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Cytometry. 1994 Sep 1;17(1):102-8.

Use of human leukocyte-specific monoclonal antibodies for clinically immunophenotyping lymphocytes of rhesus monkeys.

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New England Regional Primate Research Center, Harvard Medical School, Southborough, Massachusetts 01772.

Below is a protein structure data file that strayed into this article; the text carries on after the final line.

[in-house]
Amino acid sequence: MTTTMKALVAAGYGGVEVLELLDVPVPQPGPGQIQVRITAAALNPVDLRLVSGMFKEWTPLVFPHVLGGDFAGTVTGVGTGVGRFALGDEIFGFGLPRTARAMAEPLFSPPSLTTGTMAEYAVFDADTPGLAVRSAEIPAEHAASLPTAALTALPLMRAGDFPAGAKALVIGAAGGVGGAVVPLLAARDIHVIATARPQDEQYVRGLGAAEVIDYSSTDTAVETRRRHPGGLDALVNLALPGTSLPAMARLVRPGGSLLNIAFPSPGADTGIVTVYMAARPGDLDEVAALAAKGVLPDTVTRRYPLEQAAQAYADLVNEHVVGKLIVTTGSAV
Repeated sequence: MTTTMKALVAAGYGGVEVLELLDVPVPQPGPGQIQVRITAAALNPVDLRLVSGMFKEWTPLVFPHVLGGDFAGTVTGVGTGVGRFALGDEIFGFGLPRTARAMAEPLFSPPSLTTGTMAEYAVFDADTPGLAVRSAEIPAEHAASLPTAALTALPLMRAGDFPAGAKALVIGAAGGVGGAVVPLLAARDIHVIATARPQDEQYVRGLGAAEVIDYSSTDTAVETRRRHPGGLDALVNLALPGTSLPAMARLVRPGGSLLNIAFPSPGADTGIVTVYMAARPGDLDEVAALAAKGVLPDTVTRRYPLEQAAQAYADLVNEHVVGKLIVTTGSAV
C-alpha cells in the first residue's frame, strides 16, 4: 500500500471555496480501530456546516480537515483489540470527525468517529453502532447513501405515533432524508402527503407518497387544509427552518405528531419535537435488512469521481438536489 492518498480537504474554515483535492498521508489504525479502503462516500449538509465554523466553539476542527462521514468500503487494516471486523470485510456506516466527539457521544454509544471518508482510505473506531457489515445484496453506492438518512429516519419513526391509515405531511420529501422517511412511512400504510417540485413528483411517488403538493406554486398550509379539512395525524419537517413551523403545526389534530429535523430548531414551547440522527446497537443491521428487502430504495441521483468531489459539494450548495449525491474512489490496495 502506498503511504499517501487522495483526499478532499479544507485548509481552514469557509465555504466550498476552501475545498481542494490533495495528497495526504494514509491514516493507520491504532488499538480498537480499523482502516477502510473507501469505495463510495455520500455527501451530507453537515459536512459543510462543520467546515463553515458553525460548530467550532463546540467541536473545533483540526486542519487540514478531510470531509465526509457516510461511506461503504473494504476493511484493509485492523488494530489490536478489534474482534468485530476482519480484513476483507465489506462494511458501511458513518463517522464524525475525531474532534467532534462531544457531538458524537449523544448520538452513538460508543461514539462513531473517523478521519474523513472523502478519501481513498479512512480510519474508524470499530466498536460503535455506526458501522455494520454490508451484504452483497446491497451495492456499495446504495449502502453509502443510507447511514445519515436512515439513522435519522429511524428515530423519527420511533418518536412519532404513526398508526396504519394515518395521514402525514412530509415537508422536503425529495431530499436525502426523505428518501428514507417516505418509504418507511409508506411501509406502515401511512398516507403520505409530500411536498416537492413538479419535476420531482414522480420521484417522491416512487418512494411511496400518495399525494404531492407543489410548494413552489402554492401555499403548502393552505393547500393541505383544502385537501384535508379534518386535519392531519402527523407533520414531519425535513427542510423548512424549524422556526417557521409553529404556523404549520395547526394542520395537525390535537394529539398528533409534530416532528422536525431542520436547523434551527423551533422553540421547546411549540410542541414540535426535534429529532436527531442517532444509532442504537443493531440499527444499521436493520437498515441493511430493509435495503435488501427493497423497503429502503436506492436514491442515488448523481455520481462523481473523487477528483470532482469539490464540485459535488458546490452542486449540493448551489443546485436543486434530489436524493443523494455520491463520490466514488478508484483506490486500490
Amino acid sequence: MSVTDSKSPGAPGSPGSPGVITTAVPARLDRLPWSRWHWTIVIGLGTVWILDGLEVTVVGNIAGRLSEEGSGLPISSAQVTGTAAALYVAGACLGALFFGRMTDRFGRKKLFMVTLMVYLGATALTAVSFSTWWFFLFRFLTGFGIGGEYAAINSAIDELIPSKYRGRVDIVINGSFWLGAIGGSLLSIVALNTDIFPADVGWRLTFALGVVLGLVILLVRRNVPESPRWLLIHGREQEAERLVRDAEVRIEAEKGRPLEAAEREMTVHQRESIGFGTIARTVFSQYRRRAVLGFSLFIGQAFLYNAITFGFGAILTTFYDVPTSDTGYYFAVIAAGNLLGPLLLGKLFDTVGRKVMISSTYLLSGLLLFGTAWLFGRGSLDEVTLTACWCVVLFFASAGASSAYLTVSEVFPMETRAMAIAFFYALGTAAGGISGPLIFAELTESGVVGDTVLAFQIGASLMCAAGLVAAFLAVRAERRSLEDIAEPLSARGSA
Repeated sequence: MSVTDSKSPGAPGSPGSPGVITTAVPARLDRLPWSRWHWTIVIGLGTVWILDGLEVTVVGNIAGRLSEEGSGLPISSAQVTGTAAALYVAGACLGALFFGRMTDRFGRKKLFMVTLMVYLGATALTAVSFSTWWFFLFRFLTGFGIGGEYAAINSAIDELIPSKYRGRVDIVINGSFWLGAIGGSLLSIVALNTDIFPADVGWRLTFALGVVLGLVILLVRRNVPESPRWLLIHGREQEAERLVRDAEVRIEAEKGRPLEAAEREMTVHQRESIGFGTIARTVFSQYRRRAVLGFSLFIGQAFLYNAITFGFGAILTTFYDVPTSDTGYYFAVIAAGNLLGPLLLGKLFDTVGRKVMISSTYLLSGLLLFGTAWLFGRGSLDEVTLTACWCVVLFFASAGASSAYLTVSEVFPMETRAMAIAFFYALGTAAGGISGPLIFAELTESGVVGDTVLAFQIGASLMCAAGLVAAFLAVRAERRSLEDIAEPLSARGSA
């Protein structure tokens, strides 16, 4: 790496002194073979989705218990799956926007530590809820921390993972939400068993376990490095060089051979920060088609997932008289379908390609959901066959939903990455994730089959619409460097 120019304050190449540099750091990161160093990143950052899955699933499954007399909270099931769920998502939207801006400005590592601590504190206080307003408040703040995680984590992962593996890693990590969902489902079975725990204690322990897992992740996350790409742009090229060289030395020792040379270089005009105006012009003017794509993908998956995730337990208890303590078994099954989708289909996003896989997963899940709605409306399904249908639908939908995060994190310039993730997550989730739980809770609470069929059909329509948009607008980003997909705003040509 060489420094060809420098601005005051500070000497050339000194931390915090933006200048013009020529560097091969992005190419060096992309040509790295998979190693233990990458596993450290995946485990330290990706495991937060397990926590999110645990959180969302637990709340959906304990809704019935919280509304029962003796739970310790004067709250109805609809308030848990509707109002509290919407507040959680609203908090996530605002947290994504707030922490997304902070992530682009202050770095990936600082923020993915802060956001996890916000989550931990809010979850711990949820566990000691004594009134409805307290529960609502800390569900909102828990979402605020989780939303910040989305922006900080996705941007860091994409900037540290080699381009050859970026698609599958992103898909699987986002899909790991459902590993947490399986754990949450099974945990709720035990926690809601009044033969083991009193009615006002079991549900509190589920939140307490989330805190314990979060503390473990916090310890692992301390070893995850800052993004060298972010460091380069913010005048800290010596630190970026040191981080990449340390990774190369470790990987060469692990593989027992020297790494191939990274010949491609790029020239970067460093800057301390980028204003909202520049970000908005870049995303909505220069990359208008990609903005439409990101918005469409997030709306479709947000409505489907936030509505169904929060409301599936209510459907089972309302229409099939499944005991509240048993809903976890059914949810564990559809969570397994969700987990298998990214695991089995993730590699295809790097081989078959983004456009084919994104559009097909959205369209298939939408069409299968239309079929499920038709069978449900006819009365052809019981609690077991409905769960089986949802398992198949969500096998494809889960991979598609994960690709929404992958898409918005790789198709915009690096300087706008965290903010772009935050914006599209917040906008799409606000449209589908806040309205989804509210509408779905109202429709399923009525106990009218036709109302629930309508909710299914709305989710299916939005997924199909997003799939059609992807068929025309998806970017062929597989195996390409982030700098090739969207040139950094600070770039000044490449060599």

The rhesus monkey (Macaca mulatta) is an important experimental animal frequently utilized for studies of infectious diseases, immunity, hematopoiesis, and transplantation. Since the structure of cell surface molecules is phylogenetically conserved, monoclonal antibodies raised against human leukocyte antigens can sometimes recognize the homologous determinant on monkey leukocytes. To facilitate better utilization of this animal model, we tested 89 commercially available monoclonal antibodies which define 27 human cell surface antigens for reactivity with rhesus monkey PBL. Certain antigens which delineate clinical useful lymphocyte subsets such as CD2, CD4, CD8, CD14, CD16, CD20, and MHC class II are apparently well conserved since most human cell-specific antibodies identified the homologous cell subset in monkeys. However, other antigens such as CD3, CD19, CD45, and CD56 were identified infrequently by human cell-specific antibodies. FITC-modification of antibodies which had no effect on their binding to human cells occasionally inhibited antibody binding to monkey cells. Nevertheless, an adequate number of cross-reactive monoclonal antibodies was identified to allow gating of lymphocytes for accurate flow cytometric analysis and quantitation of the major lymphocyte subsets of the rhesus monkey. The T lymphocyte subset distribution in blood and lymphoid tissue of rhesus monkeys was similar to man. However, the B subset was significantly larger in monkeys. The daily variation in absolute PBL subset size was marked and found to be due mainly to daily fluctuations in total lymphocyte number.

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